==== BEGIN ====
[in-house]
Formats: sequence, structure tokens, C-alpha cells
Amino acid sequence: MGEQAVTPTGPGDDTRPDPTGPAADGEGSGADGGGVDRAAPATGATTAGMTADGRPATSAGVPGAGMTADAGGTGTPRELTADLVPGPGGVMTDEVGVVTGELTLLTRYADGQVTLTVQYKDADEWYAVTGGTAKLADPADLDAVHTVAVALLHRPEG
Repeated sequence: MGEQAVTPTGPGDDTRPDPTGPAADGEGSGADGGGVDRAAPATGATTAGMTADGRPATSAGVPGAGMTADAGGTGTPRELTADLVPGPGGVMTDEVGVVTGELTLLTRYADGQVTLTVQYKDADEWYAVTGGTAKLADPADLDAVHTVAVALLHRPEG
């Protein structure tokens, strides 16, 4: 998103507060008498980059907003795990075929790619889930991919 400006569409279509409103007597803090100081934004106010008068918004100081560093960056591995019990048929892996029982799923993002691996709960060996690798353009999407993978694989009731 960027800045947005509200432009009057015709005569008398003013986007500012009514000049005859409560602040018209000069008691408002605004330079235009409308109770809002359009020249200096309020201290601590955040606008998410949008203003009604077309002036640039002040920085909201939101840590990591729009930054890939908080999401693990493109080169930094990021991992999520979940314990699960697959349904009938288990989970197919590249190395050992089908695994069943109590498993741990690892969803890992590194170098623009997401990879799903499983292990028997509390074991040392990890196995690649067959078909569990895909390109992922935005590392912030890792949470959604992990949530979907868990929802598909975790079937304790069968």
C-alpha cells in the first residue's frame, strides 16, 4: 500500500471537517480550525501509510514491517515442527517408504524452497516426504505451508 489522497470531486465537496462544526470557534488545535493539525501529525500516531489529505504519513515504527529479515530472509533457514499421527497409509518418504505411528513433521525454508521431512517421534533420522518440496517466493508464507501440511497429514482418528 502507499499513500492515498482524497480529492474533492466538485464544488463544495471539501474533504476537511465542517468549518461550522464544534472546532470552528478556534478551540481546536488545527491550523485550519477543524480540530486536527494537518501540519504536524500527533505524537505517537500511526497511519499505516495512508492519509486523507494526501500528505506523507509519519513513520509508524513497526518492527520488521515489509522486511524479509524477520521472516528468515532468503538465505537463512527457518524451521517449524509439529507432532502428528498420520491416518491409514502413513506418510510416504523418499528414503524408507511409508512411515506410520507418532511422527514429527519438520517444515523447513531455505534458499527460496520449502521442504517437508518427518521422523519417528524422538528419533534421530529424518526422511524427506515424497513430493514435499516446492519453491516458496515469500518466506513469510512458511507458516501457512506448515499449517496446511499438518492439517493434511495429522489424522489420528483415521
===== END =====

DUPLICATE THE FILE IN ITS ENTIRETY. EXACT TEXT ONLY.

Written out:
[in-house]
Formats: sequence, structure tokens, C-alpha cells
Amino acid sequence: MGEQAVTPTGPGDDTRPDPTGPAADGEGSGADGGGVDRAAPATGATTAGMTADGRPATSAGVPGAGMTADAGGTGTPRELTADLVPGPGGVMTDEVGVVTGELTLLTRYADGQVTLTVQYKDADEWYAVTGGTAKLADPADLDAVHTVAVALLHRPEG
Repeated sequence: MGEQAVTPTGPGDDTRPDPTGPAADGEGSGADGGGVDRAAPATGATTAGMTADGRPATSAGVPGAGMTADAGGTGTPRELTADLVPGPGGVMTDEVGVVTGELTLLTRYADGQVTLTVQYKDADEWYAVTGGTAKLADPADLDAVHTVAVALLHRPEG
């Protein structure tokens, strides 16, 4: 998103507060008498980059907003795990075929790619889930991919 400006569409279509409103007597803090100081934004106010008068918004100081560093960056591995019990048929892996029982799923993002691996709960060996690798353009999407993978694989009731 960027800045947005509200432009009057015709005569008398003013986007500012009514000049005859409560602040018209000069008691408002605004330079235009409308109770809002359009020249200096309020201290601590955040606008998410949008203003009604077309002036640039002040920085909201939101840590990591729009930054890939908080999401693990493109080169930094990021991992999520979940314990699960697959349904009938288990989970197919590249190395050992089908695994069943109590498993741990690892969803890992590194170098623009997401990879799903499983292990028997509390074991040392990890196995690649067959078909569990895909390109992922935005590392912030890792949470959604992990949530979907868990929802598909975790079937304790069968």
C-alpha cells in the first residue's frame, strides 16, 4: 500500500471537517480550525501509510514491517515442527517408504524452497516426504505451508 489522497470531486465537496462544526470557534488545535493539525501529525500516531489529505504519513515504527529479515530472509533457514499421527497409509518418504505411528513433521525454508521431512517421534533420522518440496517466493508464507501440511497429514482418528 502507499499513500492515498482524497480529492474533492466538485464544488463544495471539501474533504476537511465542517468549518461550522464544534472546532470552528478556534478551540481546536488545527491550523485550519477543524480540530486536527494537518501540519504536524500527533505524537505517537500511526497511519499505516495512508492519509486523507494526501500528505506523507509519519513513520509508524513497526518492527520488521515489509522486511524479509524477520521472516528468515532468503538465505537463512527457518524451521517449524509439529507432532502428528498420520491416518491409514502413513506418510510416504523418499528414503524408507511409508512411515506410520507418532511422527514429527519438520517444515523447513531455505534458499527460496520449502521442504517437508518427518521422523519417528524422538528419533534421530529424518526422511524427506515424497513430493514435499516446492519453491516458496515469500518466506513469510512458511507458516501457512506448515499449517496446511499438518492439517493434511495429522489424522489420528483415521